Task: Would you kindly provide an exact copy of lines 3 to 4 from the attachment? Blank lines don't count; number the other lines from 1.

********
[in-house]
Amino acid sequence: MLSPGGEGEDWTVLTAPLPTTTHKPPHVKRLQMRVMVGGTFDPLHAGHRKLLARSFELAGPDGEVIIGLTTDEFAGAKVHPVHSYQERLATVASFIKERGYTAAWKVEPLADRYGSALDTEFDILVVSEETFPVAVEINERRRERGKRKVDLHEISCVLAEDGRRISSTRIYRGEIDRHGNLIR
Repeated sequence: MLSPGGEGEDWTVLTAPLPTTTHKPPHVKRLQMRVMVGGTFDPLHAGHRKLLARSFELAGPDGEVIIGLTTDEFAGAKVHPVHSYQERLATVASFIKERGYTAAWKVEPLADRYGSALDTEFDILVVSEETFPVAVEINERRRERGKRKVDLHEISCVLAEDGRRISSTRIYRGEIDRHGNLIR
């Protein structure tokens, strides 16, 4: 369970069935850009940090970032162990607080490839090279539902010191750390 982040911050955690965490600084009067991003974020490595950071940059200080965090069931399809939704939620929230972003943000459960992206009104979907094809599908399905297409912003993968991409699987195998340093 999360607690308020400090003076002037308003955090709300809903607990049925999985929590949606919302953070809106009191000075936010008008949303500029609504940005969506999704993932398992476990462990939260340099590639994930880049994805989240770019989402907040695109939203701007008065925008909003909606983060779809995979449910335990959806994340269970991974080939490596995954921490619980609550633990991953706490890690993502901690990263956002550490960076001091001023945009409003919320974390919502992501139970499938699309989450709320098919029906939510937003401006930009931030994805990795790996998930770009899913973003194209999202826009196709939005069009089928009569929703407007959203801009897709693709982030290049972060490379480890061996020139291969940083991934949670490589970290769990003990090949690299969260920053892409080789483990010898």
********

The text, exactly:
Repeated sequence: MLSPGGEGEDWTVLTAPLPTTTHKPPHVKRLQMRVMVGGTFDPLHAGHRKLLARSFELAGPDGEVIIGLTTDEFAGAKVHPVHSYQERLATVASFIKERGYTAAWKVEPLADRYGSALDTEFDILVVSEETFPVAVEINERRRERGKRKVDLHEISCVLAEDGRRISSTRIYRGEIDRHGNLIR
């Protein structure tokens, strides 16, 4: 369970069935850009940090970032162990607080490839090279539902010191750390 982040911050955690965490600084009067991003974020490595950071940059200080965090069931399809939704939620929230972003943000459960992206009104979907094809599908399905297409912003993968991409699987195998340093 999360607690308020400090003076002037308003955090709300809903607990049925999985929590949606919302953070809106009191000075936010008008949303500029609504940005969506999704993932398992476990462990939260340099590639994930880049994805989240770019989402907040695109939203701007008065925008909003909606983060779809995979449910335990959806994340269970991974080939490596995954921490619980609550633990991953706490890690993502901690990263956002550490960076001091001023945009409003919320974390919502992501139970499938699309989450709320098919029906939510937003401006930009931030994805990795790996998930770009899913973003194209999202826009196709939005069009089928009569929703407007959203801009897709693709982030290049972060490379480890061996020139291969940083991934949670490589970290769990003990090949690299969260920053892409080789483990010898």